Kessler introduces bill to create 'state poet laureate'
COOK; The Associated Press
Olympia, WA - What Washington state needs is an official poet.
That's what some lawmakers think, and they want you to know it.
A bill to create a state poet laureate is being sponsored by Rep.
Lynn Kessler (D-Hoquiam). If any legislators think she's kidding about
this, the joke's on them.
"Arts are my passion," said Kessler.
"I'm always looking for opportunities to expand exposure of arts
in society," said the poetry defender.
The poet laureate wouldn't just sit around during the two-year term
and think of clever rhymes. The bill says he or she would give readings,
workshops and lectures around the state - at least 20 times.
Lawmakers heard about House Bill 1570 at Friday's State Government
Committee hearing, and most appeared swayed. Rep. Jan Shabro (R-Bonney
Lake) had just one important question: Is this position paid?
An expensive price tag would be a bad idea, with the state facing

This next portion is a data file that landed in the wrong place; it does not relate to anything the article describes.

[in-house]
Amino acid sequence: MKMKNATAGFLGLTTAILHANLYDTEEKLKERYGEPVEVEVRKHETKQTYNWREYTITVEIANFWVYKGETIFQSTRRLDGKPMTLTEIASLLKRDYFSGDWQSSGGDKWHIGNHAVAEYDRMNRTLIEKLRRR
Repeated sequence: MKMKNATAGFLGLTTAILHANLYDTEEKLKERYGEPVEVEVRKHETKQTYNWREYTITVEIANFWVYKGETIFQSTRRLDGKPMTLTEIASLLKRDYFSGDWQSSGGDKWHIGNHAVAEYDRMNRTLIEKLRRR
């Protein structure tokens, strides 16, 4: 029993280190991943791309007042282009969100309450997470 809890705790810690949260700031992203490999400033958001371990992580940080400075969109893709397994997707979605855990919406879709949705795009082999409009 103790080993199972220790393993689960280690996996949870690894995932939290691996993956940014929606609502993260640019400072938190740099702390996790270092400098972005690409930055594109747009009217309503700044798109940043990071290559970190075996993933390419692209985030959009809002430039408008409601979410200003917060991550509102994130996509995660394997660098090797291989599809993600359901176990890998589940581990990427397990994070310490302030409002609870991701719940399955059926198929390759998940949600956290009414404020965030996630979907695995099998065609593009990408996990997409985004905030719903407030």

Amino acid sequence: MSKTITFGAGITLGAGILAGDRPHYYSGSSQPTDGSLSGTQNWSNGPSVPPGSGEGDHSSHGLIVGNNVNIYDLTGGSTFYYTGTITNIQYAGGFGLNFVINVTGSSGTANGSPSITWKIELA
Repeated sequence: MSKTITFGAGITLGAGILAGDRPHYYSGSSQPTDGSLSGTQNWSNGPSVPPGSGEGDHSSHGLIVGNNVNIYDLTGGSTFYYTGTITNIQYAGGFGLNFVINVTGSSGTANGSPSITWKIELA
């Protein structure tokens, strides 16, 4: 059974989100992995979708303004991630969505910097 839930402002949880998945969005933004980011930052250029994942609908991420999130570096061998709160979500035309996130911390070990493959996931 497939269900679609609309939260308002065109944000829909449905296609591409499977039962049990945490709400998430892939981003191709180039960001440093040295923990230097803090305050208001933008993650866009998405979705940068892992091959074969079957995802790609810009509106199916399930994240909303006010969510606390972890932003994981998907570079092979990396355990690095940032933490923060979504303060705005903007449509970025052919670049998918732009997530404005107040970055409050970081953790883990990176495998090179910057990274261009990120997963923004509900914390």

a $2.4 billion budget hole. The last thing Washington needs, lawmakers
might say, is a poet on the dole.
But this poet laureate would not be paid, at least not with taxpayer
money. Kessler said private donations should cover the cost, making
the bill's prospects more sunny.
The state Humanities Commission would choose the lucky person. Without
a poet laureate, some lawmakers say our culture will surely worsen.
"We live in a society that's dominated by PlayStation 2 and video
games," said Cle Elum Republican Rep. Bill Hinkle.
He added that the poet laureate could also champion homegrown cowboy
poetry from Washington state, adding a new wrinkle.
Forty other states already have a poet laureate. Some, such as New
Jersey, may be sorry for it.
New Jersey poet laureate Amiri Baraka's poem about the Sept. 11 attacks
was labeled anti-Semitic. That state's lawmakers are now trying to
oust Baraka from the position.
U.S. poet laureate Billy Collins has publicly spoken against the possibility
of war in Iraq. Luckily for Collins, his appointment isn't one the
president can take back.
Washington state poet and editor Sam Hamill led a campaign to send
antiwar poems and statements to the White House. That prompted the
cancellation of a poetry forum hosted by First Lady Laura Bush.
It's true, Kessler said, that poetry can be controversial.
"That's always a risk with an artist," Kessler said.
Asked if she was tempted to write her bill in verse, Kessler laughed:
"Oh no, I'm not a poet."